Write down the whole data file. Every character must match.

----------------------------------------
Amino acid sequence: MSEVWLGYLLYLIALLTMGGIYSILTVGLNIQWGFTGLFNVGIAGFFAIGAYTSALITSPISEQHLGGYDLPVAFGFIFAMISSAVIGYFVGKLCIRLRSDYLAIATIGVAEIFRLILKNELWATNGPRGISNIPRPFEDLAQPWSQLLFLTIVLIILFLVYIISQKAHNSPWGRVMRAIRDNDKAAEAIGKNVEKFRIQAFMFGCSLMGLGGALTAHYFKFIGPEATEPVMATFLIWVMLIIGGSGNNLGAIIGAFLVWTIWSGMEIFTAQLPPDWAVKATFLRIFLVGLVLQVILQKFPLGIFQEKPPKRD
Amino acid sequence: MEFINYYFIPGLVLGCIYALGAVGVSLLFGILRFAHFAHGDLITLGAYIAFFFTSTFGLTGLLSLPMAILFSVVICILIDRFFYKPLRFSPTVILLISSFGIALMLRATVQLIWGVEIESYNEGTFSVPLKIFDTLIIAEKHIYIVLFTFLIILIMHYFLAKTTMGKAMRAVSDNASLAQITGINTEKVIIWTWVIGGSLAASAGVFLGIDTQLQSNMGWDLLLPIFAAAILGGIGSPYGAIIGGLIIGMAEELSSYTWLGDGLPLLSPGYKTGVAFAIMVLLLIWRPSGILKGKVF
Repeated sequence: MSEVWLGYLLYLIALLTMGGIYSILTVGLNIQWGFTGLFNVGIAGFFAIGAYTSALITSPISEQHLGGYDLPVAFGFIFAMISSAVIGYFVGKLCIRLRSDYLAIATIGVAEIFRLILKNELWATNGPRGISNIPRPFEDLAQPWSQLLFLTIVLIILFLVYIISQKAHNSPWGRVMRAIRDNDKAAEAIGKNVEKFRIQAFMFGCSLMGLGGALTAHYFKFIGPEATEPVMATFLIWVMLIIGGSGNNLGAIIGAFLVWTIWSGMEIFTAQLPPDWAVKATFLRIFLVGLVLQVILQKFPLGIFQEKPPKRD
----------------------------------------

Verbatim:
Amino acid sequence: MSEVWLGYLLYLIALLTMGGIYSILTVGLNIQWGFTGLFNVGIAGFFAIGAYTSALITSPISEQHLGGYDLPVAFGFIFAMISSAVIGYFVGKLCIRLRSDYLAIATIGVAEIFRLILKNELWATNGPRGISNIPRPFEDLAQPWSQLLFLTIVLIILFLVYIISQKAHNSPWGRVMRAIRDNDKAAEAIGKNVEKFRIQAFMFGCSLMGLGGALTAHYFKFIGPEATEPVMATFLIWVMLIIGGSGNNLGAIIGAFLVWTIWSGMEIFTAQLPPDWAVKATFLRIFLVGLVLQVILQKFPLGIFQEKPPKRD
Amino acid sequence: MEFINYYFIPGLVLGCIYALGAVGVSLLFGILRFAHFAHGDLITLGAYIAFFFTSTFGLTGLLSLPMAILFSVVICILIDRFFYKPLRFSPTVILLISSFGIALMLRATVQLIWGVEIESYNEGTFSVPLKIFDTLIIAEKHIYIVLFTFLIILIMHYFLAKTTMGKAMRAVSDNASLAQITGINTEKVIIWTWVIGGSLAASAGVFLGIDTQLQSNMGWDLLLPIFAAAILGGIGSPYGAIIGGLIIGMAEELSSYTWLGDGLPLLSPGYKTGVAFAIMVLLLIWRPSGILKGKVF
Repeated sequence: MSEVWLGYLLYLIALLTMGGIYSILTVGLNIQWGFTGLFNVGIAGFFAIGAYTSALITSPISEQHLGGYDLPVAFGFIFAMISSAVIGYFVGKLCIRLRSDYLAIATIGVAEIFRLILKNELWATNGPRGISNIPRPFEDLAQPWSQLLFLTIVLIILFLVYIISQKAHNSPWGRVMRAIRDNDKAAEAIGKNVEKFRIQAFMFGCSLMGLGGALTAHYFKFIGPEATEPVMATFLIWVMLIIGGSGNNLGAIIGAFLVWTIWSGMEIFTAQLPPDWAVKATFLRIFLVGLVLQVILQKFPLGIFQEKPPKRD